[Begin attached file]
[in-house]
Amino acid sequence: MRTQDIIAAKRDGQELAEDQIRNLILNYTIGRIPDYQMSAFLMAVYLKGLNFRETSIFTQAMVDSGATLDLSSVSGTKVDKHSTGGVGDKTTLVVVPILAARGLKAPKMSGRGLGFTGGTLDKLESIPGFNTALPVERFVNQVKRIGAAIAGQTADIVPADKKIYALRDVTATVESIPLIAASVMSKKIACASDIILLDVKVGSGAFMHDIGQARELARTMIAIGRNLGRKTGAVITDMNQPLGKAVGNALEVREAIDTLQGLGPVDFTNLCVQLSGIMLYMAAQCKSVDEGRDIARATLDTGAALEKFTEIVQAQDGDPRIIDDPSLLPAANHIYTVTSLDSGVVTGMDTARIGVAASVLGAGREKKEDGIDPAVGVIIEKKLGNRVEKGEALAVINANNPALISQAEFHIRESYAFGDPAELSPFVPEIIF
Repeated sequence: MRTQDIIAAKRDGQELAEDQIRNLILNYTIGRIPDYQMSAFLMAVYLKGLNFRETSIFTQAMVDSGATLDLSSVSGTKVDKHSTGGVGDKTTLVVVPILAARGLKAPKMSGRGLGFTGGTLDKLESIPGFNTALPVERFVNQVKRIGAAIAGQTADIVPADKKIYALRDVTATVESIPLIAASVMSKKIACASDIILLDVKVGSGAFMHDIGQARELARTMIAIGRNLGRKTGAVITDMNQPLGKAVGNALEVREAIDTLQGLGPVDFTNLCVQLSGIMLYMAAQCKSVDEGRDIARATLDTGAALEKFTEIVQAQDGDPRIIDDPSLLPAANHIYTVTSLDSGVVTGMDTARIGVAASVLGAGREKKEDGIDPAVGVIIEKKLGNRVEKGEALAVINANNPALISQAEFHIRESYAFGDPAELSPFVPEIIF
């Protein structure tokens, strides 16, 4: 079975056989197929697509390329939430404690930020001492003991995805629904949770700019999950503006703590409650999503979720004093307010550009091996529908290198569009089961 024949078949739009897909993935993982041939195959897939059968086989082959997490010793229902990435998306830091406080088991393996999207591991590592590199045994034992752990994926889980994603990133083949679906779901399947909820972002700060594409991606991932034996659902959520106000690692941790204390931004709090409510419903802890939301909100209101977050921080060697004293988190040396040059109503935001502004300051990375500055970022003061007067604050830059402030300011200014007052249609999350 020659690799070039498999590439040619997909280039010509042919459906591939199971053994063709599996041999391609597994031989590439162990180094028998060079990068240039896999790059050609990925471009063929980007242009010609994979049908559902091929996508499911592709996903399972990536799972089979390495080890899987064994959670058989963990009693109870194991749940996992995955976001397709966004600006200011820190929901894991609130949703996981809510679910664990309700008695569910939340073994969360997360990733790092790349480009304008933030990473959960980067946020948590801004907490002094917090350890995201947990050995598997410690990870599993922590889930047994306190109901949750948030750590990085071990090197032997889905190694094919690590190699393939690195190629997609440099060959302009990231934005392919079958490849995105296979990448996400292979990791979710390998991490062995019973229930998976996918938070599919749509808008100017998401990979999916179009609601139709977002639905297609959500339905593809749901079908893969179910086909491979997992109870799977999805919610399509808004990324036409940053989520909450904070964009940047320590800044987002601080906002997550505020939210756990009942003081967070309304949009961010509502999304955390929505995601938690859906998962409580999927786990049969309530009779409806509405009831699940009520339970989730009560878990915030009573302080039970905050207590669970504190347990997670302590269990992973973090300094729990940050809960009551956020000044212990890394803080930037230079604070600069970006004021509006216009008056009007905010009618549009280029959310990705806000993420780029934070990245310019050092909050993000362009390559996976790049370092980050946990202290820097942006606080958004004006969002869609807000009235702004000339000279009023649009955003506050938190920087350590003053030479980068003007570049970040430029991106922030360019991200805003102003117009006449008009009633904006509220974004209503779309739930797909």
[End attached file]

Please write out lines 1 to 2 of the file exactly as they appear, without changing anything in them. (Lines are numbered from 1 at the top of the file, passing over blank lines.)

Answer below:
[in-house]
Amino acid sequence: MRTQDIIAAKRDGQELAEDQIRNLILNYTIGRIPDYQMSAFLMAVYLKGLNFRETSIFTQAMVDSGATLDLSSVSGTKVDKHSTGGVGDKTTLVVVPILAARGLKAPKMSGRGLGFTGGTLDKLESIPGFNTALPVERFVNQVKRIGAAIAGQTADIVPADKKIYALRDVTATVESIPLIAASVMSKKIACASDIILLDVKVGSGAFMHDIGQARELARTMIAIGRNLGRKTGAVITDMNQPLGKAVGNALEVREAIDTLQGLGPVDFTNLCVQLSGIMLYMAAQCKSVDEGRDIARATLDTGAALEKFTEIVQAQDGDPRIIDDPSLLPAANHIYTVTSLDSGVVTGMDTARIGVAASVLGAGREKKEDGIDPAVGVIIEKKLGNRVEKGEALAVINANNPALISQAEFHIRESYAFGDPAELSPFVPEIIF